From Wikipedia, the free encyclopedia
Maracas (sometimes called rhumba shakers) are simple percussion instruments (idiophones), usually played in pairs, consisting of a dried calabash or gourd shell (cuia - 'kOO-ya') or coconut shell filled with seeds or dried beans. They may also be made of leather, wood, or plastic. Often one maraca is pitched high and the other low.
The instrument is of prehistoric Moroccan origin. The word maraca is thought to have come from the Tupi language of Brazil, where it is pronounced 'ma-ra-KAH'. They are known in Trinidad as shac-shacs.
Although a simple instrument, the method of playing the maracas is not obvious. The seeds must travel some distance before they hit the leather, wood, or plastic, so the player must anticipate the rhythm. Bandleader Vincent Lopez hosted a radio program in the early 1950s called Shake the Maracas in which audience members competed for small prizes by playing the instrument with the orchestra.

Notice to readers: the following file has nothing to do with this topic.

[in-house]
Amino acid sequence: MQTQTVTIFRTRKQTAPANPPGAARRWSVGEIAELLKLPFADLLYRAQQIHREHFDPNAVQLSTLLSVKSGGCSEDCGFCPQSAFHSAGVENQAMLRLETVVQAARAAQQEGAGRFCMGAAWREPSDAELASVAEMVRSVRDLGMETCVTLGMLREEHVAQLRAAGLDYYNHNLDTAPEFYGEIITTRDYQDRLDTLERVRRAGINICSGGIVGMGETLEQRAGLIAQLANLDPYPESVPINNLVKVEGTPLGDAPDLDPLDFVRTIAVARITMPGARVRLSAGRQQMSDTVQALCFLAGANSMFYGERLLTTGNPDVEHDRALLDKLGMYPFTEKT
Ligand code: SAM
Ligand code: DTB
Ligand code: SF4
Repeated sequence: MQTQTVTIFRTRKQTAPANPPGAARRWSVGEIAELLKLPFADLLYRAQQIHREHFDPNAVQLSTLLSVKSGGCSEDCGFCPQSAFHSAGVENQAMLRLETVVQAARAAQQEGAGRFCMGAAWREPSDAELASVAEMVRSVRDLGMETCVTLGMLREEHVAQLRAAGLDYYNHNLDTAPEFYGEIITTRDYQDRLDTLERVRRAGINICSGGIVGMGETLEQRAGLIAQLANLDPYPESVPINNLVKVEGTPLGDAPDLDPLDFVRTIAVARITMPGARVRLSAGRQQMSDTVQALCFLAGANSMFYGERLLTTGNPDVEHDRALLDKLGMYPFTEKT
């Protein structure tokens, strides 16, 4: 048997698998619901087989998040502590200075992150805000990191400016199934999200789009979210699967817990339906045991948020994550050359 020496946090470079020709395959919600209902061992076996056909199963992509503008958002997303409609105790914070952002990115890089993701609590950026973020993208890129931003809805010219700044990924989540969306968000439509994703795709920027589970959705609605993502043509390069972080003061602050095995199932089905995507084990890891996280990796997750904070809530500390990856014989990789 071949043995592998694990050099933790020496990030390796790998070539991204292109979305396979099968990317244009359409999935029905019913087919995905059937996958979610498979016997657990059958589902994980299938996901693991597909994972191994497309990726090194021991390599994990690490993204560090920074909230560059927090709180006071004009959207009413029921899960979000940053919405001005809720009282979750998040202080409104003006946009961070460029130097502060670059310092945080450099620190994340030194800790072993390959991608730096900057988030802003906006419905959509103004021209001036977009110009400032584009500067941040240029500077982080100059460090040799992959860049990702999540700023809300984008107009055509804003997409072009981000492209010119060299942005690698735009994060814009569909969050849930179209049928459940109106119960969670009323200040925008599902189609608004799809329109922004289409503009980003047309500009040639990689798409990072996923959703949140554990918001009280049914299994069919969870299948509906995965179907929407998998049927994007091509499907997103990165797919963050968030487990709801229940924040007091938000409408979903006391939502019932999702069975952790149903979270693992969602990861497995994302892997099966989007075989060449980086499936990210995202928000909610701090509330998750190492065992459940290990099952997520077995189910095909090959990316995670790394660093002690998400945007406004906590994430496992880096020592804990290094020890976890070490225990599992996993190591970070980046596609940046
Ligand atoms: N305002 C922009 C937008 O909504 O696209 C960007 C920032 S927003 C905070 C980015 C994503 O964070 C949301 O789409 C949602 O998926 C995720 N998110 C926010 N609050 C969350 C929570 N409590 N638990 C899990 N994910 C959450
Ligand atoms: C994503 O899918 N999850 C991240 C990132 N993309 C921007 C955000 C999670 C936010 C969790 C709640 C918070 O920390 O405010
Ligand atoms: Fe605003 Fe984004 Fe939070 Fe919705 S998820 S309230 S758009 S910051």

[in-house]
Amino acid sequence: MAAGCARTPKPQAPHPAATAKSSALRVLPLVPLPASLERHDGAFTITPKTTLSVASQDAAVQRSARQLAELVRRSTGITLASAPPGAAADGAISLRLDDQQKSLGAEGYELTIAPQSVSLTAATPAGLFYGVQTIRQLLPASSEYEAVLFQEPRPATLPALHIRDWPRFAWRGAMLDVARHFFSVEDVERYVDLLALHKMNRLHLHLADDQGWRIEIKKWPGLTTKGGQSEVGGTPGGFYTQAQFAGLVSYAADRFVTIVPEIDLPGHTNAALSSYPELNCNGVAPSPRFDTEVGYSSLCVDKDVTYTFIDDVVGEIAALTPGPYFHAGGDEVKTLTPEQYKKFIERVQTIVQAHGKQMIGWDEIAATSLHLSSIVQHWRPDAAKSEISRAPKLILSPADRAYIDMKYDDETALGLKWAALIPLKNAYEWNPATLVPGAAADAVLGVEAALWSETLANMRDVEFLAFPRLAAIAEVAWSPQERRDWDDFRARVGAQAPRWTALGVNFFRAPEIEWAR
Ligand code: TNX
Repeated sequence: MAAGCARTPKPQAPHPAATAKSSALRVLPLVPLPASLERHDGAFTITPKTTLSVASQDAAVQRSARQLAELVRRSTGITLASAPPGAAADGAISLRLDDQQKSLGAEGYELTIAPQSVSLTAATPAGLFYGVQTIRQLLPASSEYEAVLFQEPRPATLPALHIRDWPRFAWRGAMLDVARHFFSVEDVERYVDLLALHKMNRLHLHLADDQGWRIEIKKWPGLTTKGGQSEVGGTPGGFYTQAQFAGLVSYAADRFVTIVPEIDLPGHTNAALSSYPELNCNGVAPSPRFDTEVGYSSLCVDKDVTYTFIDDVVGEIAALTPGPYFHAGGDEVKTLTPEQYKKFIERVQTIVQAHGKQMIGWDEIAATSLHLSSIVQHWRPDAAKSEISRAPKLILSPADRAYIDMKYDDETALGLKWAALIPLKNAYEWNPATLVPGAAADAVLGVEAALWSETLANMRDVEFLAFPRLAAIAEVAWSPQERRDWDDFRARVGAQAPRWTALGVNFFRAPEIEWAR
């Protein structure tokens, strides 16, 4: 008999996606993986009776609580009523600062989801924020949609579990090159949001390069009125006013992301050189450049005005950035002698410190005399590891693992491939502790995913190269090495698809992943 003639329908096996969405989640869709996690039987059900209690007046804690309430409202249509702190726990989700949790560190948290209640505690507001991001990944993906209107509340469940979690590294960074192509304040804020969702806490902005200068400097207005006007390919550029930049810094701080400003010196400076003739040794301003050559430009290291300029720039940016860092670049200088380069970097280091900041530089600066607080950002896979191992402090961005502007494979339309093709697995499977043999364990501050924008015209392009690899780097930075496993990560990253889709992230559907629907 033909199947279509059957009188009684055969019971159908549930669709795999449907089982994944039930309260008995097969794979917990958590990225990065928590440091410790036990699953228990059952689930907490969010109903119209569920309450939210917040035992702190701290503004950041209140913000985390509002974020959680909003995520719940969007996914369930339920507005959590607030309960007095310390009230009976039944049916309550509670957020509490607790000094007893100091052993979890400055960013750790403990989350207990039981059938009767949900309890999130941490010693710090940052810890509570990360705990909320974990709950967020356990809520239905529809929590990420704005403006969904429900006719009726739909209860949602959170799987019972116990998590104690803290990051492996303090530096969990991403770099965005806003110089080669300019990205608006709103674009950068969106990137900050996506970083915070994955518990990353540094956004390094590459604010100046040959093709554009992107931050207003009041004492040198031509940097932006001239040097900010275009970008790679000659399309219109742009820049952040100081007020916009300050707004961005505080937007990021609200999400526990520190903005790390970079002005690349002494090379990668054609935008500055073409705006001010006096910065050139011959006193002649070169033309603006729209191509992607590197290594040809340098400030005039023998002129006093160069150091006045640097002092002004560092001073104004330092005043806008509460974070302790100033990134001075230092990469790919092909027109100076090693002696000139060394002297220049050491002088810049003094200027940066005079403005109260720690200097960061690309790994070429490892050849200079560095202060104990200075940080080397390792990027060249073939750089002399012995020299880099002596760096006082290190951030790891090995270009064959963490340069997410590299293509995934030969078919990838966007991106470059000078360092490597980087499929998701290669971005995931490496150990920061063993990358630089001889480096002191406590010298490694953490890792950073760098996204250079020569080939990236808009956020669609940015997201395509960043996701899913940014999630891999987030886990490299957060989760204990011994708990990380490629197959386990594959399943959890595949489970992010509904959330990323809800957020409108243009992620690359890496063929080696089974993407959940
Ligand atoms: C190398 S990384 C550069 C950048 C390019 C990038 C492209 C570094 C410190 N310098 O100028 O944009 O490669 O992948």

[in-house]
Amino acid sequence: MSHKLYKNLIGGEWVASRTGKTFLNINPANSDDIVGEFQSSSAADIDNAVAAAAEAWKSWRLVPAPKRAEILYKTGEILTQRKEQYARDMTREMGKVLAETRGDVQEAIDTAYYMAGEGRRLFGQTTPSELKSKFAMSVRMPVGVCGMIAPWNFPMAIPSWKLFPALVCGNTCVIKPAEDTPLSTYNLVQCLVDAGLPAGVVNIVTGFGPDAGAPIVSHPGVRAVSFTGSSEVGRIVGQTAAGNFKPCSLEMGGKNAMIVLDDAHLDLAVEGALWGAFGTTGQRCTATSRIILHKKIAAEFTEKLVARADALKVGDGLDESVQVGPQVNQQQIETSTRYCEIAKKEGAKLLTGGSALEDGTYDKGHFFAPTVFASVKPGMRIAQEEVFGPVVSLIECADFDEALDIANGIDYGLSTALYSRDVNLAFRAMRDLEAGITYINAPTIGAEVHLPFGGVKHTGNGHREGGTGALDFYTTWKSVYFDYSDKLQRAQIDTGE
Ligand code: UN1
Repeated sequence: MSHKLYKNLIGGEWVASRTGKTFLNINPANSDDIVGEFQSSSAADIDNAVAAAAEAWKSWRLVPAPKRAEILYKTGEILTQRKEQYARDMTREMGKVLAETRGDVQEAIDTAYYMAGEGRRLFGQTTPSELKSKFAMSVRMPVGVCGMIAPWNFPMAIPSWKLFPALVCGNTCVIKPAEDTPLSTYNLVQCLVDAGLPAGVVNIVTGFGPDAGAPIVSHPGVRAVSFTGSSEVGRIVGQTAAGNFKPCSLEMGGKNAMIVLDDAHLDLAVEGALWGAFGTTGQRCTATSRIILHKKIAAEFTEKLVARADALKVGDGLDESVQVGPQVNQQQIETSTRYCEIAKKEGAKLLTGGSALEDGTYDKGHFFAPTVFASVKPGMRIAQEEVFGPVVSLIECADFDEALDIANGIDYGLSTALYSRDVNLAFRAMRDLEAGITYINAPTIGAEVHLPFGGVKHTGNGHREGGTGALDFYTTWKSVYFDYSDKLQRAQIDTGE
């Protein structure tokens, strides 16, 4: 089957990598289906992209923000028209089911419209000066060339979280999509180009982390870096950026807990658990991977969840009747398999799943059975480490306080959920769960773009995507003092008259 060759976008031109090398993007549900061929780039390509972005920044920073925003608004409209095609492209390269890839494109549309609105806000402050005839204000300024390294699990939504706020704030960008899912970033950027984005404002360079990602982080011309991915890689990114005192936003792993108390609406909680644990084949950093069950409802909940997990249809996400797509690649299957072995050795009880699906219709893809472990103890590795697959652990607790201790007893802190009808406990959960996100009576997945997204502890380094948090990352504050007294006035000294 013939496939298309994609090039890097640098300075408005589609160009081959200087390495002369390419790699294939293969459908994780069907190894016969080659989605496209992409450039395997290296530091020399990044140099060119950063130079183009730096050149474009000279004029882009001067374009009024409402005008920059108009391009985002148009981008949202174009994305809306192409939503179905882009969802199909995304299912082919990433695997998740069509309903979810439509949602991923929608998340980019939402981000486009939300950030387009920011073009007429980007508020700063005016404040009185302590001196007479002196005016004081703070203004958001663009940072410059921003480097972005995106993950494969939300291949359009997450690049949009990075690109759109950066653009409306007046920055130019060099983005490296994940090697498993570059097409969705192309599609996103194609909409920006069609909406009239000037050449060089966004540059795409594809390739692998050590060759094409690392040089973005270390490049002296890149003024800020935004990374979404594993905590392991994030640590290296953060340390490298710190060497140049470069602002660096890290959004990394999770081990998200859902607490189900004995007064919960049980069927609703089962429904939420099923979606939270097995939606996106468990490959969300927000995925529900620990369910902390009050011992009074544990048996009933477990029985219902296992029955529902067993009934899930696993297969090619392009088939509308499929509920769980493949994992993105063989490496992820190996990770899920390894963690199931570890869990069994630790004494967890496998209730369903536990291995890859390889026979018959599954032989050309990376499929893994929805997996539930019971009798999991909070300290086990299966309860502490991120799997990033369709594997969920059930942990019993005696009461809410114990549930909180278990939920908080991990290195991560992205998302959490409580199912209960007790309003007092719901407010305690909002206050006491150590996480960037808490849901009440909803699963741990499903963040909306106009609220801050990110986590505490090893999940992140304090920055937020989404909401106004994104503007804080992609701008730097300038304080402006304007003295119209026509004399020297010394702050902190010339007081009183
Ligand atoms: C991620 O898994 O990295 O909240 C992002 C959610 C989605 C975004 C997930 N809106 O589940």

Maracas are heard in many forms of Latin music and are also used in pop and classical music. They are considered characteristic of the music of Colombia, Venezuela, and Brazil. In rock and roll, they are probably most identified with Bo Diddley.
Electronic Maracas are the main input device in the videogame "Samba De Amigo" developed by Sega.